the world has seen. Mr. Tesla is not yet The experienced say that no one with less ready to publish the details of his experiments, than $750 in hand can hope to get through but he has explained to interviewers that it is without trouble. Hundreds of others have the static electricity of the earth which he will insisted on beginning the journey too late in exploit in furnishing the power necessary for the year. None have succeeded in persuad- his wireless transmission. He has already ing the life insurance companies to share sent signals via the earth current to and fro the risk.

through a distance of twenty miles, and an

nounces unhesitatingly that he shall in time be N these days the layman is apt to protect able to telegraph without wires to any part of himself in a cloak of blasé acquiescence the earth's surface.

from the ever-fresh demands upon his Tesla used a striking and simple simile in mental powers made by mechanical wonders. explaining how he intended to disturb and But the most fatigued and agnostic inteili- capture the earth's electricity. He said to his

gence will scarcely fail to respond to interviewer :: “Suppose the whole earth to be the proposal of the electrical “ wizards” like a hollow rubber ball filled with water, and to telegraph from one part of the earth's at one place I have a tube attached to this, surface to another without the use of with a plunger in the tube. If I press upon. wires. In Europe, a young electrician the plunger the water in the tube will be driven named Marconi has actually succeeded into the rubber ball, and as the water is pracin transmitting and receiving messages tically incompressible, every part of the sur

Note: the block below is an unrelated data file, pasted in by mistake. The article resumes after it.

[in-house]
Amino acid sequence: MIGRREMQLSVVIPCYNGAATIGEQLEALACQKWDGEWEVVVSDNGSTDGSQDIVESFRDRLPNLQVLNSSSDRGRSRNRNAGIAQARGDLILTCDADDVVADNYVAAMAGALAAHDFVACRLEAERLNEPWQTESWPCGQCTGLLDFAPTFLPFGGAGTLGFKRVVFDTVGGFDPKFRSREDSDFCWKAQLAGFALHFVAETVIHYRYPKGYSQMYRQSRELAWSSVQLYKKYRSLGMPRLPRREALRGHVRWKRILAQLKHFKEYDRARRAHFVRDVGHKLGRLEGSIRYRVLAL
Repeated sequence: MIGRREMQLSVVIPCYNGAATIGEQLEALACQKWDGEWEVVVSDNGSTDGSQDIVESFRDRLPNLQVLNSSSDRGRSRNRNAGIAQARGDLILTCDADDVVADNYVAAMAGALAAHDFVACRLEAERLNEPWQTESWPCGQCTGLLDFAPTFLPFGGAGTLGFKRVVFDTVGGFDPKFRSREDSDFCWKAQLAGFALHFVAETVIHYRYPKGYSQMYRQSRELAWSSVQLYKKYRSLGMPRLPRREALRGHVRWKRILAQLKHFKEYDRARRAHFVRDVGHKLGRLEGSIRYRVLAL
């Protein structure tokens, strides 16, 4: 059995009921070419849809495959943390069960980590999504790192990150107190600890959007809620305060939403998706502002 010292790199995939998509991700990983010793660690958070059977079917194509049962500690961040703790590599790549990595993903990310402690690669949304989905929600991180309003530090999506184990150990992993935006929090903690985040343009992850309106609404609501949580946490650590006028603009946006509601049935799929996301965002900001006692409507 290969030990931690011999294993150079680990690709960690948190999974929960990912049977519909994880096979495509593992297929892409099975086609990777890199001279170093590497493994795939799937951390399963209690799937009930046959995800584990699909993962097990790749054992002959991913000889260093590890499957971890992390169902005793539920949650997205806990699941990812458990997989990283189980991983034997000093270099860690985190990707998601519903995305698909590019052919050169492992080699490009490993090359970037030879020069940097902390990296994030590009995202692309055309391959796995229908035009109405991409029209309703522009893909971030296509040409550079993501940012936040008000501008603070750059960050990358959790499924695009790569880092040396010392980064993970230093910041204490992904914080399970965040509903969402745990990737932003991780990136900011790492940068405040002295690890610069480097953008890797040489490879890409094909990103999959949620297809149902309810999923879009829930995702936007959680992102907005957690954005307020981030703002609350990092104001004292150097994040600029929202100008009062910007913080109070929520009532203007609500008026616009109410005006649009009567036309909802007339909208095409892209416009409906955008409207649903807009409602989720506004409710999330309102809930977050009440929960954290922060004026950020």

through a distance of nine face of the ball will be expanded. If I withTELEGRAPHNG

miles, with no connection draw the plunger, the water follows it and LD WITHOUT

between the sending and re- every part of the ball will contract. Now, if WRES

ceiving instruments save that I pierce the surface of the ball several times furnished by the circumam- and set tubes and plungers at each place, the

bient ether, Marconi has plungers in these will vibrate up and down in found that when a transmitting instru- answer to every movement which I may proment-which is so simple in its ele- duce in the plunger of the first tube. If I were ments that one is tempted to describe to produce an explosion in the centre of the it in detail-is made to utter electrical body of water in the ball, this would set up a



series of vibrations in the whole body. If I to make the demonstration without subtractcould then set the plunger in one of the tubes ing one unit from her fleets in foreign waters to vibrating in consonance with the vibrations at a juncture when continental editors were of the water, in a little while and with the use raising a hue and cry over the “ rotten British of a very little energy, I could burst the whole navy.” This review at Spithead was remarkthing asunder.”